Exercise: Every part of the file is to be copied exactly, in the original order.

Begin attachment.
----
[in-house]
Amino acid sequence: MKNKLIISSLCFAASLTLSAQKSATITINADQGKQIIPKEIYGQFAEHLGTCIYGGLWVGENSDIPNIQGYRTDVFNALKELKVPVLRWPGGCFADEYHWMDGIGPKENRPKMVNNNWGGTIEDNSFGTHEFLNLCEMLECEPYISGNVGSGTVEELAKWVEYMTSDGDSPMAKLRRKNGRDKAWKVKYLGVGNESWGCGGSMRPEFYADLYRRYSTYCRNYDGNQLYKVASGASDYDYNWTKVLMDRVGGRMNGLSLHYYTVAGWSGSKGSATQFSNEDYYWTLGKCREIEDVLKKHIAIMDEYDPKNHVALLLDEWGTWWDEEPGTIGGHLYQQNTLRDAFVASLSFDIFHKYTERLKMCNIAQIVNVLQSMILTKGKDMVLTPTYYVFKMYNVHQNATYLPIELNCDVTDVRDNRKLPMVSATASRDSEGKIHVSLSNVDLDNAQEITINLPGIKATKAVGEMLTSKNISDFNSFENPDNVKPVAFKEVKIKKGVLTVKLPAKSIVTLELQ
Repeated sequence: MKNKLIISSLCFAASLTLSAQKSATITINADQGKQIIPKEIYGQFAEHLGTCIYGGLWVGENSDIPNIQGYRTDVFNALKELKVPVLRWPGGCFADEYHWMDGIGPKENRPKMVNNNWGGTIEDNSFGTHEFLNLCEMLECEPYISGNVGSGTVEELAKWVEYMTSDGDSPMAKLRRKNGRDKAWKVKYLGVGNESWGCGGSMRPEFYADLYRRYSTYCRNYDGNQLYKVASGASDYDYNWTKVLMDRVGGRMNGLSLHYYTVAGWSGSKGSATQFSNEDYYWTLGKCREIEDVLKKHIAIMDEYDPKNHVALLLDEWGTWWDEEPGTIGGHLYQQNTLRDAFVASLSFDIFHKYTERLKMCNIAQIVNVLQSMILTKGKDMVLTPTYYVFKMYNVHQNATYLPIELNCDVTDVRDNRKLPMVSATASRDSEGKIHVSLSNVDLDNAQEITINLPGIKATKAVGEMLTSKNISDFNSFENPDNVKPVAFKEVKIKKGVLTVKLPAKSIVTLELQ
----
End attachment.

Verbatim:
[in-house]
Amino acid sequence: MKNKLIISSLCFAASLTLSAQKSATITINADQGKQIIPKEIYGQFAEHLGTCIYGGLWVGENSDIPNIQGYRTDVFNALKELKVPVLRWPGGCFADEYHWMDGIGPKENRPKMVNNNWGGTIEDNSFGTHEFLNLCEMLECEPYISGNVGSGTVEELAKWVEYMTSDGDSPMAKLRRKNGRDKAWKVKYLGVGNESWGCGGSMRPEFYADLYRRYSTYCRNYDGNQLYKVASGASDYDYNWTKVLMDRVGGRMNGLSLHYYTVAGWSGSKGSATQFSNEDYYWTLGKCREIEDVLKKHIAIMDEYDPKNHVALLLDEWGTWWDEEPGTIGGHLYQQNTLRDAFVASLSFDIFHKYTERLKMCNIAQIVNVLQSMILTKGKDMVLTPTYYVFKMYNVHQNATYLPIELNCDVTDVRDNRKLPMVSATASRDSEGKIHVSLSNVDLDNAQEITINLPGIKATKAVGEMLTSKNISDFNSFENPDNVKPVAFKEVKIKKGVLTVKLPAKSIVTLELQ
Repeated sequence: MKNKLIISSLCFAASLTLSAQKSATITINADQGKQIIPKEIYGQFAEHLGTCIYGGLWVGENSDIPNIQGYRTDVFNALKELKVPVLRWPGGCFADEYHWMDGIGPKENRPKMVNNNWGGTIEDNSFGTHEFLNLCEMLECEPYISGNVGSGTVEELAKWVEYMTSDGDSPMAKLRRKNGRDKAWKVKYLGVGNESWGCGGSMRPEFYADLYRRYSTYCRNYDGNQLYKVASGASDYDYNWTKVLMDRVGGRMNGLSLHYYTVAGWSGSKGSATQFSNEDYYWTLGKCREIEDVLKKHIAIMDEYDPKNHVALLLDEWGTWWDEEPGTIGGHLYQQNTLRDAFVASLSFDIFHKYTERLKMCNIAQIVNVLQSMILTKGKDMVLTPTYYVFKMYNVHQNATYLPIELNCDVTDVRDNRKLPMVSATASRDSEGKIHVSLSNVDLDNAQEITINLPGIKATKAVGEMLTSKNISDFNSFENPDNVKPVAFKEVKIKKGVLTVKLPAKSIVTLELQ